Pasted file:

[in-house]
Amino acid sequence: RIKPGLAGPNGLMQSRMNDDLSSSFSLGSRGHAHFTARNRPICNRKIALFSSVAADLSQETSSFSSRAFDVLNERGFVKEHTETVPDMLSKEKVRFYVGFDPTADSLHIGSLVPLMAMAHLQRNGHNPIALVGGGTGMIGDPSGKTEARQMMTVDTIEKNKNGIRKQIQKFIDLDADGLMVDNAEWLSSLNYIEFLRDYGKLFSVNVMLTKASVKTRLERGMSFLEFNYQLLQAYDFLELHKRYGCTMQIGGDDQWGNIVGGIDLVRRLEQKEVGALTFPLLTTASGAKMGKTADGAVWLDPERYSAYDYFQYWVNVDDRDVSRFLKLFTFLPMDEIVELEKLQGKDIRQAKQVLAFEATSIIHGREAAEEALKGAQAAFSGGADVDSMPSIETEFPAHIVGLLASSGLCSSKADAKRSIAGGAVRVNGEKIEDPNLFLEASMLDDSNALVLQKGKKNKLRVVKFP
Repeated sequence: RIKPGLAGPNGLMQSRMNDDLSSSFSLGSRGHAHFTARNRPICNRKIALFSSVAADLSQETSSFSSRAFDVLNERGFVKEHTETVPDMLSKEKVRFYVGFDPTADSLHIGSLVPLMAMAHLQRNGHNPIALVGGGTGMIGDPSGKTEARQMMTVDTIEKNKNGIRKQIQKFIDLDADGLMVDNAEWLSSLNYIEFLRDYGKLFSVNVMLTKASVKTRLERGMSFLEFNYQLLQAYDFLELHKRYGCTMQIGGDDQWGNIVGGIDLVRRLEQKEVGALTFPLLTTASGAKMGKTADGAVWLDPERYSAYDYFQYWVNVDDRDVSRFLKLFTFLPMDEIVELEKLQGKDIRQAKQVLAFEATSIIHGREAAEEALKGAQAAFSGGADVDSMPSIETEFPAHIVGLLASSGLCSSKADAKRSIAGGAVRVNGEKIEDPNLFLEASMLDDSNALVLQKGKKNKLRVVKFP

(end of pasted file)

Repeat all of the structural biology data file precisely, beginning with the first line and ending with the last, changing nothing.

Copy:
[in-house]
Amino acid sequence: RIKPGLAGPNGLMQSRMNDDLSSSFSLGSRGHAHFTARNRPICNRKIALFSSVAADLSQETSSFSSRAFDVLNERGFVKEHTETVPDMLSKEKVRFYVGFDPTADSLHIGSLVPLMAMAHLQRNGHNPIALVGGGTGMIGDPSGKTEARQMMTVDTIEKNKNGIRKQIQKFIDLDADGLMVDNAEWLSSLNYIEFLRDYGKLFSVNVMLTKASVKTRLERGMSFLEFNYQLLQAYDFLELHKRYGCTMQIGGDDQWGNIVGGIDLVRRLEQKEVGALTFPLLTTASGAKMGKTADGAVWLDPERYSAYDYFQYWVNVDDRDVSRFLKLFTFLPMDEIVELEKLQGKDIRQAKQVLAFEATSIIHGREAAEEALKGAQAAFSGGADVDSMPSIETEFPAHIVGLLASSGLCSSKADAKRSIAGGAVRVNGEKIEDPNLFLEASMLDDSNALVLQKGKKNKLRVVKFP
Repeated sequence: RIKPGLAGPNGLMQSRMNDDLSSSFSLGSRGHAHFTARNRPICNRKIALFSSVAADLSQETSSFSSRAFDVLNERGFVKEHTETVPDMLSKEKVRFYVGFDPTADSLHIGSLVPLMAMAHLQRNGHNPIALVGGGTGMIGDPSGKTEARQMMTVDTIEKNKNGIRKQIQKFIDLDADGLMVDNAEWLSSLNYIEFLRDYGKLFSVNVMLTKASVKTRLERGMSFLEFNYQLLQAYDFLELHKRYGCTMQIGGDDQWGNIVGGIDLVRRLEQKEVGALTFPLLTTASGAKMGKTADGAVWLDPERYSAYDYFQYWVNVDDRDVSRFLKLFTFLPMDEIVELEKLQGKDIRQAKQVLAFEATSIIHGREAAEEALKGAQAAFSGGADVDSMPSIETEFPAHIVGLLASSGLCSSKADAKRSIAGGAVRVNGEKIEDPNLFLEASMLDDSNALVLQKGKKNKLRVVKFP